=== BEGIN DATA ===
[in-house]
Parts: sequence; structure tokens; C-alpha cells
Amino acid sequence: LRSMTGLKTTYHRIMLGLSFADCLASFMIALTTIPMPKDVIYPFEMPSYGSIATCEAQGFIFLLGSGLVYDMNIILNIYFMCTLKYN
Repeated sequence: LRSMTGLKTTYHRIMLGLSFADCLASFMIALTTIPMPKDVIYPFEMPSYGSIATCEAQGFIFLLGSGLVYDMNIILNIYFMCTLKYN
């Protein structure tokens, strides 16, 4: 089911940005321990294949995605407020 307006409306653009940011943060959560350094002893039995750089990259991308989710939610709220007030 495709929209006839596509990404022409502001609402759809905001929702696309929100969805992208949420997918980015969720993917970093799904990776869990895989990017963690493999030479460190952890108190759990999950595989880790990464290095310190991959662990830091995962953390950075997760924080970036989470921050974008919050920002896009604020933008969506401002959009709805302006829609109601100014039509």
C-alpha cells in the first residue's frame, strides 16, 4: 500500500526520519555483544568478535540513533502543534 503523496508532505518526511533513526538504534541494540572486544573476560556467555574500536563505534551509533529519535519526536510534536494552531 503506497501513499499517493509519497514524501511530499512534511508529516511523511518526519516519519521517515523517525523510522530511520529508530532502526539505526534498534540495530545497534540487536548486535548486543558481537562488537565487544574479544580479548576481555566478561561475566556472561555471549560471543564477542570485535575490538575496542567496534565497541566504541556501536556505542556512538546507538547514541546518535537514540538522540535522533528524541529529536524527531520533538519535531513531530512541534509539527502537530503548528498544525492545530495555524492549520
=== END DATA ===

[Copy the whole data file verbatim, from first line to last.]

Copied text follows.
[in-house]
Parts: sequence; structure tokens; C-alpha cells
Amino acid sequence: LRSMTGLKTTYHRIMLGLSFADCLASFMIALTTIPMPKDVIYPFEMPSYGSIATCEAQGFIFLLGSGLVYDMNIILNIYFMCTLKYN
Repeated sequence: LRSMTGLKTTYHRIMLGLSFADCLASFMIALTTIPMPKDVIYPFEMPSYGSIATCEAQGFIFLLGSGLVYDMNIILNIYFMCTLKYN
């Protein structure tokens, strides 16, 4: 089911940005321990294949995605407020 307006409306653009940011943060959560350094002893039995750089990259991308989710939610709220007030 495709929209006839596509990404022409502001609402759809905001929702696309929100969805992208949420997918980015969720993917970093799904990776869990895989990017963690493999030479460190952890108190759990999950595989880790990464290095310190991959662990830091995962953390950075997760924080970036989470921050974008919050920002896009604020933008969506401002959009709805302006829609109601100014039509």
C-alpha cells in the first residue's frame, strides 16, 4: 500500500526520519555483544568478535540513533502543534 503523496508532505518526511533513526538504534541494540572486544573476560556467555574500536563505534551509533529519535519526536510534536494552531 503506497501513499499517493509519497514524501511530499512534511508529516511523511518526519516519519521517515523517525523510522530511520529508530532502526539505526534498534540495530545497534540487536548486535548486543558481537562488537565487544574479544580479548576481555566478561561475566556472561555471549560471543564477542570485535575490538575496542567496534565497541566504541556501536556505542556512538546507538547514541546518535537514540538522540535522533528524541529529536524527531520533538519535531513531530512541534509539527502537530503548528498544525492545530495555524492549520